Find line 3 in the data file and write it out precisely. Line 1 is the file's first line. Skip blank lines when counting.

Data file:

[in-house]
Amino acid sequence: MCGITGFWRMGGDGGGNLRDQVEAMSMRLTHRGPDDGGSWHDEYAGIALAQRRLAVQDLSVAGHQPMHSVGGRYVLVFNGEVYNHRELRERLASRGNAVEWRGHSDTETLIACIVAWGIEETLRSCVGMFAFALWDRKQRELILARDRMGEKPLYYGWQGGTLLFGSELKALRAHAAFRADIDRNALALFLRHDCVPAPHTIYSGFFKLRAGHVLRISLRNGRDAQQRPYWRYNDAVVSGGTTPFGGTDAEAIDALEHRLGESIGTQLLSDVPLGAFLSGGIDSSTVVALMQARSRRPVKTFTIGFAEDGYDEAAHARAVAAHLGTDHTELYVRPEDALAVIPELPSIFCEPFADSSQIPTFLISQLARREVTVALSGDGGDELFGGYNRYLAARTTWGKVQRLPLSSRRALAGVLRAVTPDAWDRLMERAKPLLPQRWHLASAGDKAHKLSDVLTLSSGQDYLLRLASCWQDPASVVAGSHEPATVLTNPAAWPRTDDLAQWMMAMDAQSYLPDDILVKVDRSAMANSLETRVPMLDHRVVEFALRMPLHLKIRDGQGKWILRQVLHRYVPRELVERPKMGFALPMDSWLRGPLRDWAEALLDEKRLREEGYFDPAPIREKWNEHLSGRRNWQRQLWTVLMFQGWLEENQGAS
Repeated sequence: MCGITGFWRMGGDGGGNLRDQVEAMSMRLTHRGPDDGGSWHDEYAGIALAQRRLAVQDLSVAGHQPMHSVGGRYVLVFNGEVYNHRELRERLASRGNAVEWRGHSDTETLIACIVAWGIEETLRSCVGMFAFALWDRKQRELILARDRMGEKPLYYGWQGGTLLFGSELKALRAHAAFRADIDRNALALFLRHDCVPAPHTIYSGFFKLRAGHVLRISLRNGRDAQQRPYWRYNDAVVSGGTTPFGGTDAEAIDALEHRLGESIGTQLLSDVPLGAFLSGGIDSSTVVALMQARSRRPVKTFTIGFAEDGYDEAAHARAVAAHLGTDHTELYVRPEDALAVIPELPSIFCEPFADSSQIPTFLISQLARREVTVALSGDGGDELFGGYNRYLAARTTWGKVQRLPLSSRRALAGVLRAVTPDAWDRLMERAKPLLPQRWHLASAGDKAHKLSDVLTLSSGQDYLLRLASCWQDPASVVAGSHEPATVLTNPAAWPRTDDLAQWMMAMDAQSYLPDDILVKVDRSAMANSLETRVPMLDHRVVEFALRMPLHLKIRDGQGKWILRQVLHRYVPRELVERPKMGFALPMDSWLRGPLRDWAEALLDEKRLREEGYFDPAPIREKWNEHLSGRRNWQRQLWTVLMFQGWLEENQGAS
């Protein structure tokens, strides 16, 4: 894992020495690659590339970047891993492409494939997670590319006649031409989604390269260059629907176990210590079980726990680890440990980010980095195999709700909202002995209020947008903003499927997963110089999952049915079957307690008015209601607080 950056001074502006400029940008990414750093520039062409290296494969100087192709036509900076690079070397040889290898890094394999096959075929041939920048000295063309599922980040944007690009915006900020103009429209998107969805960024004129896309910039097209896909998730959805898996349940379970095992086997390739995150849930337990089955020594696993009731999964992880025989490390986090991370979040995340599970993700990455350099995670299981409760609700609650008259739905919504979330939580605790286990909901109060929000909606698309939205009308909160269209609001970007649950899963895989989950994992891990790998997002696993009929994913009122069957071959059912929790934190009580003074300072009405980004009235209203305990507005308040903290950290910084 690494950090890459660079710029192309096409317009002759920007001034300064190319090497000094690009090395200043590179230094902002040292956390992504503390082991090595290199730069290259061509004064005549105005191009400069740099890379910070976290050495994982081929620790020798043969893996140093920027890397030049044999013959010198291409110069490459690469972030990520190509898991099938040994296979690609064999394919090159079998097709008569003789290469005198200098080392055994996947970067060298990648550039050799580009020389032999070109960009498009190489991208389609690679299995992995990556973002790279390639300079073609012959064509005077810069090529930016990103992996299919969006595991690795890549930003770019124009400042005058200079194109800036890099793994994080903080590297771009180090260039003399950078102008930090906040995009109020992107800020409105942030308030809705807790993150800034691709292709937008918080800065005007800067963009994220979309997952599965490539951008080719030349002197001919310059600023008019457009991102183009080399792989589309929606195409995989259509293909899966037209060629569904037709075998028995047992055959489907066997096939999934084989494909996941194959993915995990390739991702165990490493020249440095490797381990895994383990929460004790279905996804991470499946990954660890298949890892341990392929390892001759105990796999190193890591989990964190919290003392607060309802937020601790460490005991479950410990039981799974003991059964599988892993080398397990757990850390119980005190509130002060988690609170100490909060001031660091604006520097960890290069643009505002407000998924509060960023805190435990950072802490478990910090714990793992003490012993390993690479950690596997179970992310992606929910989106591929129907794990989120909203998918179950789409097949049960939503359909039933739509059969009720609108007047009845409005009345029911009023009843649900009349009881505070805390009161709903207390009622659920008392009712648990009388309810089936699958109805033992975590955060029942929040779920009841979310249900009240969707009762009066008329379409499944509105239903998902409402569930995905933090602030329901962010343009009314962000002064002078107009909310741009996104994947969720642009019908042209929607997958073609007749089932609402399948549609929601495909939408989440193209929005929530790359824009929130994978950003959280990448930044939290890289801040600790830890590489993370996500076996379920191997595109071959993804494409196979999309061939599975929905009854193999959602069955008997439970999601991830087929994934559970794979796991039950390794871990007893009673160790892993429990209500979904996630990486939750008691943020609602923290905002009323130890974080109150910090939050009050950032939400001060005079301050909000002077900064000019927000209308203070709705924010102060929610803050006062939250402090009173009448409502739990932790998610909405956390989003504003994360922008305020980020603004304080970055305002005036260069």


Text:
Repeated sequence: MCGITGFWRMGGDGGGNLRDQVEAMSMRLTHRGPDDGGSWHDEYAGIALAQRRLAVQDLSVAGHQPMHSVGGRYVLVFNGEVYNHRELRERLASRGNAVEWRGHSDTETLIACIVAWGIEETLRSCVGMFAFALWDRKQRELILARDRMGEKPLYYGWQGGTLLFGSELKALRAHAAFRADIDRNALALFLRHDCVPAPHTIYSGFFKLRAGHVLRISLRNGRDAQQRPYWRYNDAVVSGGTTPFGGTDAEAIDALEHRLGESIGTQLLSDVPLGAFLSGGIDSSTVVALMQARSRRPVKTFTIGFAEDGYDEAAHARAVAAHLGTDHTELYVRPEDALAVIPELPSIFCEPFADSSQIPTFLISQLARREVTVALSGDGGDELFGGYNRYLAARTTWGKVQRLPLSSRRALAGVLRAVTPDAWDRLMERAKPLLPQRWHLASAGDKAHKLSDVLTLSSGQDYLLRLASCWQDPASVVAGSHEPATVLTNPAAWPRTDDLAQWMMAMDAQSYLPDDILVKVDRSAMANSLETRVPMLDHRVVEFALRMPLHLKIRDGQGKWILRQVLHRYVPRELVERPKMGFALPMDSWLRGPLRDWAEALLDEKRLREEGYFDPAPIREKWNEHLSGRRNWQRQLWTVLMFQGWLEENQGAS